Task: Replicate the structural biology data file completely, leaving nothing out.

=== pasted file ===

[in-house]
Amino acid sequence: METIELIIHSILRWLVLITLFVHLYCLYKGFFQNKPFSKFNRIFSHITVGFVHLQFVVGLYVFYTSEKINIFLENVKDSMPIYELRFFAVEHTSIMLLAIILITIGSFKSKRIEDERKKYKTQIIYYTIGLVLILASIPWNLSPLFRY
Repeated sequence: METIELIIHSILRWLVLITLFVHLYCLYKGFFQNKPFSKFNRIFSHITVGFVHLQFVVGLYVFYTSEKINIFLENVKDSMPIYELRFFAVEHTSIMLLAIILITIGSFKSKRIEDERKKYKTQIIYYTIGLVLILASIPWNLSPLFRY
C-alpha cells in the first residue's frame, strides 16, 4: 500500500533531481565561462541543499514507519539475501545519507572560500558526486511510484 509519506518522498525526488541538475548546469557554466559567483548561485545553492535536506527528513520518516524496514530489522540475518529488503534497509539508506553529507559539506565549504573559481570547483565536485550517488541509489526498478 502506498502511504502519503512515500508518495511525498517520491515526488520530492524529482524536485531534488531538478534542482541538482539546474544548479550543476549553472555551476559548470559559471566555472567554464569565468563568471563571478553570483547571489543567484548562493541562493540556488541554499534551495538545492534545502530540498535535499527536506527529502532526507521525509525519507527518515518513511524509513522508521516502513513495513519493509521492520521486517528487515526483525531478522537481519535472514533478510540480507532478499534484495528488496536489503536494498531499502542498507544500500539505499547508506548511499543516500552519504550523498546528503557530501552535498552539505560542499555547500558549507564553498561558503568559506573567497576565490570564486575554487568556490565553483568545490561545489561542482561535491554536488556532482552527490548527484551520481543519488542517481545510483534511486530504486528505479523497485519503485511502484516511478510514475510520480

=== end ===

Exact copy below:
[in-house]
Amino acid sequence: METIELIIHSILRWLVLITLFVHLYCLYKGFFQNKPFSKFNRIFSHITVGFVHLQFVVGLYVFYTSEKINIFLENVKDSMPIYELRFFAVEHTSIMLLAIILITIGSFKSKRIEDERKKYKTQIIYYTIGLVLILASIPWNLSPLFRY
Repeated sequence: METIELIIHSILRWLVLITLFVHLYCLYKGFFQNKPFSKFNRIFSHITVGFVHLQFVVGLYVFYTSEKINIFLENVKDSMPIYELRFFAVEHTSIMLLAIILITIGSFKSKRIEDERKKYKTQIIYYTIGLVLILASIPWNLSPLFRY
C-alpha cells in the first residue's frame, strides 16, 4: 500500500533531481565561462541543499514507519539475501545519507572560500558526486511510484 509519506518522498525526488541538475548546469557554466559567483548561485545553492535536506527528513520518516524496514530489522540475518529488503534497509539508506553529507559539506565549504573559481570547483565536485550517488541509489526498478 502506498502511504502519503512515500508518495511525498517520491515526488520530492524529482524536485531534488531538478534542482541538482539546474544548479550543476549553472555551476559548470559559471566555472567554464569565468563568471563571478553570483547571489543567484548562493541562493540556488541554499534551495538545492534545502530540498535535499527536506527529502532526507521525509525519507527518515518513511524509513522508521516502513513495513519493509521492520521486517528487515526483525531478522537481519535472514533478510540480507532478499534484495528488496536489503536494498531499502542498507544500500539505499547508506548511499543516500552519504550523498546528503557530501552535498552539505560542499555547500558549507564553498561558503568559506573567497576565490570564486575554487568556490565553483568545490561545489561542482561535491554536488556532482552527490548527484551520481543519488542517481545510483534511486530504486528505479523497485519503485511502484516511478510514475510520480